In April 1989, bread riots erupted following the implementation of austerity measures backed by the International Monetary Fund. In response to the riots and growing public discontent the regime announced that parliamentary elections would be held in November 1989, under an electoral law passed in 1986. The details of the electoral law are summarized in the next section.

Electoral Law (1989)

80 seats total:

  • 68 Muslim Arab
  • 9 Christian (6% of population, 11.25% of seats)
  • 3 Circassian/Chechen (less than 1% of population; 3.25% of seats)
  • 6 Bedouin (3.25% of population; 7.5% of seats)

By region (areas in red are underrepresented, while areas in blue are overrepresented):

  • Amman: 18 seats (1 Christian, 2 Circassian) (should have 28 if districts were equal size)
  • Madaba: 3 seats (1 Christian); (should have 2)
  • Balqa: 8 seats (2 Christian); (should have 6)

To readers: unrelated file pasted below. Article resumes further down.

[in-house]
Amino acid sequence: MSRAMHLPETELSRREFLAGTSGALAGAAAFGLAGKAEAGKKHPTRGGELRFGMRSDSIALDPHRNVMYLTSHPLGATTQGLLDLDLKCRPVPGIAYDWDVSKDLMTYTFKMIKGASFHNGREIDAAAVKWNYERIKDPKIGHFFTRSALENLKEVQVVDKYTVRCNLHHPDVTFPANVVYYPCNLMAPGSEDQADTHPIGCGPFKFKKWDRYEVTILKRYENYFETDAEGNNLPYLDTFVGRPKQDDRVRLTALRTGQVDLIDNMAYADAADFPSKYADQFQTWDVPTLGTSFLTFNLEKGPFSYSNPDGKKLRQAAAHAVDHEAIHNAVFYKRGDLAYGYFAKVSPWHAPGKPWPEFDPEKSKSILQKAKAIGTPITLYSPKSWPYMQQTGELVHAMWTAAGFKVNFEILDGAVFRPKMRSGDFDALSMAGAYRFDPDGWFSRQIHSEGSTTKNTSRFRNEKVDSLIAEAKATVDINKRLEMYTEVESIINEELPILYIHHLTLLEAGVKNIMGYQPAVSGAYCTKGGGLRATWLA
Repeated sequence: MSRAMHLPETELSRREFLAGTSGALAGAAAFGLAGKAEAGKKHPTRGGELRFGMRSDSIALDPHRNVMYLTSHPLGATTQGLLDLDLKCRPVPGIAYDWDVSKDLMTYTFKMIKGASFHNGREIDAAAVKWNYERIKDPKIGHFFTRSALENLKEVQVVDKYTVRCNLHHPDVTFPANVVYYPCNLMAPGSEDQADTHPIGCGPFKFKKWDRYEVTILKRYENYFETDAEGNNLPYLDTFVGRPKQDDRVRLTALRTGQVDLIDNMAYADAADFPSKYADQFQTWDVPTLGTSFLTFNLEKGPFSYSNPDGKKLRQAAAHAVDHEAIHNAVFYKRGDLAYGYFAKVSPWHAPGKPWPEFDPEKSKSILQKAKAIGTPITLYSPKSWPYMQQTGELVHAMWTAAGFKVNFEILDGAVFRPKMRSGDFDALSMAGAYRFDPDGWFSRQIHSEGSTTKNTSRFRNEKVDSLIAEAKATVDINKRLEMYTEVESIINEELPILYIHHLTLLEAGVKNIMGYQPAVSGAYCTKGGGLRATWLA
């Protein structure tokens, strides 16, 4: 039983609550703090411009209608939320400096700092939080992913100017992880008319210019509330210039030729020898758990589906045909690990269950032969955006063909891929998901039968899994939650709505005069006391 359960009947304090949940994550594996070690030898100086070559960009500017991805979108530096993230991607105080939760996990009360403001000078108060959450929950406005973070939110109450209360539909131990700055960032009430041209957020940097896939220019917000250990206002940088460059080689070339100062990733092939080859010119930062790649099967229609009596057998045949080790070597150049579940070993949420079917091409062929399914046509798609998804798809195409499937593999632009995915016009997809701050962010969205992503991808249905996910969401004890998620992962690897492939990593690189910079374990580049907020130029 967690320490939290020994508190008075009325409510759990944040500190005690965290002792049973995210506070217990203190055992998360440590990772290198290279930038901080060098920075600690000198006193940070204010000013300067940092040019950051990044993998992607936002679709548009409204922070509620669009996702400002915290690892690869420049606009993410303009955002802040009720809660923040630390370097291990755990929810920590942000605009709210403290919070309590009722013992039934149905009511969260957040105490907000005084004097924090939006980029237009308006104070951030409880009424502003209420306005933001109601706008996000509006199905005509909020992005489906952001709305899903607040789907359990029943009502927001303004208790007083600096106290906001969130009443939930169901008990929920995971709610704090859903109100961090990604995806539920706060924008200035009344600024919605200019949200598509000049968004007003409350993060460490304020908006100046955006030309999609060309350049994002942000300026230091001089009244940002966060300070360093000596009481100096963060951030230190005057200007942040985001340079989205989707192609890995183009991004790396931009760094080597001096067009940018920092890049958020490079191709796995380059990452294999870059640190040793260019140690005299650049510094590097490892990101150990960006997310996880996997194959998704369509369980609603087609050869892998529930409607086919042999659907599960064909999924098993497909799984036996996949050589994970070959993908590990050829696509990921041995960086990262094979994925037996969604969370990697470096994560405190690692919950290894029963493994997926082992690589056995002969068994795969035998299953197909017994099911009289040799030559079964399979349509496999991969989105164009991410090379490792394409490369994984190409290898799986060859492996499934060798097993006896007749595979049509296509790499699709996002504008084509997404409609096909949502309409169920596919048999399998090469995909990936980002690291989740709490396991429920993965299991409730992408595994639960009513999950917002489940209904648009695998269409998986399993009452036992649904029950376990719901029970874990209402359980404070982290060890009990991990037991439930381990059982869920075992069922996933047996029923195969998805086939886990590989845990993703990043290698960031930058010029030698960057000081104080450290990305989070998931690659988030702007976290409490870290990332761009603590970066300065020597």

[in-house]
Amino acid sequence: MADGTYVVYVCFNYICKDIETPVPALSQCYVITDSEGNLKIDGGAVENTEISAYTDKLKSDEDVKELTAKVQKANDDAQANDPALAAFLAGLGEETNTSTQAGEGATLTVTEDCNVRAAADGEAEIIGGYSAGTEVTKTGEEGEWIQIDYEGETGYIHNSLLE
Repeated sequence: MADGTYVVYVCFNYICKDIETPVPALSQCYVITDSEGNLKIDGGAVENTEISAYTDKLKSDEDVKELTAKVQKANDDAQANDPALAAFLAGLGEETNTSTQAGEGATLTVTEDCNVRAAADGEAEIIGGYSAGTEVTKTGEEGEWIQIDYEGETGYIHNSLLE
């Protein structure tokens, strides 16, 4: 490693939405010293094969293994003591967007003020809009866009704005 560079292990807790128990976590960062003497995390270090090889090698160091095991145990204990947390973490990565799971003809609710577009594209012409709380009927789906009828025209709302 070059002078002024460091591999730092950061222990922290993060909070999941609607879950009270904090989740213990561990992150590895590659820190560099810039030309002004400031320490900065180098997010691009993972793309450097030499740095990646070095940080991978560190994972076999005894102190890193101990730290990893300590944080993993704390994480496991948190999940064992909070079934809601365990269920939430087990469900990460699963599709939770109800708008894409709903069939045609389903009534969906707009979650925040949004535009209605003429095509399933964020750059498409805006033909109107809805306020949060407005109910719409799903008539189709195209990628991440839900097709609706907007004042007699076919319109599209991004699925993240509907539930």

• Karak: 7 seats (2 Christian); (should have 3)
  • Tafileh: 3 seats (should have 1)
  • Ma’an: 5 seats (should have 2)
  • Zarqa: 6 seats (1 Christian, 1 Circassian) (should have 8)
  • Mafraq: 3 seats (should have 2)
  • Irbid: 9 seats (1 Christian) (should have 10)
  • Aljoun: 3 seats (1 Christian) (should have 2)
  • Jerash: 2 seats (should have 3)
  • Ramtha & Bani Kinanah: 3 seats (correct amount)
  • Kourah & North Jordan Valley: 2 seats (should have 4)
  • Northern Bedouin (Bani Khalid, Azamat): 2 seats (should have 1)
  • Central Bedouin (Bani Sakhr): 2 seats (correct amount)
  • Southern Bedouin (Huwaitat): 2 seats (should have 1)

Rules/Regulations:

  • Political Parties Illegal
  • Nonpartisan party lists allowed
  • Voting age 19
  • Voters could cast as many votes as there were seats

1989 General Election Results

  • Muslim Brotherhood – 22 seats (14.54% of vote)
  • Independent Islamist – 11 seats (5.22%)
  • Tribal/Centrist Independents – 33 seats (12.86%)
  • Leftists – 6 seats (2.54%)
  • Arab Nationalists – 8 seats (2.54%)

In the aftermath of this election the regime was surprised by the strong showing of the opposition, particularly Islamists, and decided to alter the rules to favor tribal and independent candidates allied with the regime. The results was the electoral law of 1993.

Electoral Law (1993)

  • Number of votes each voter can cast reduced to one.
  • Districts remain the same.number of votes each voter can cast reduced to one.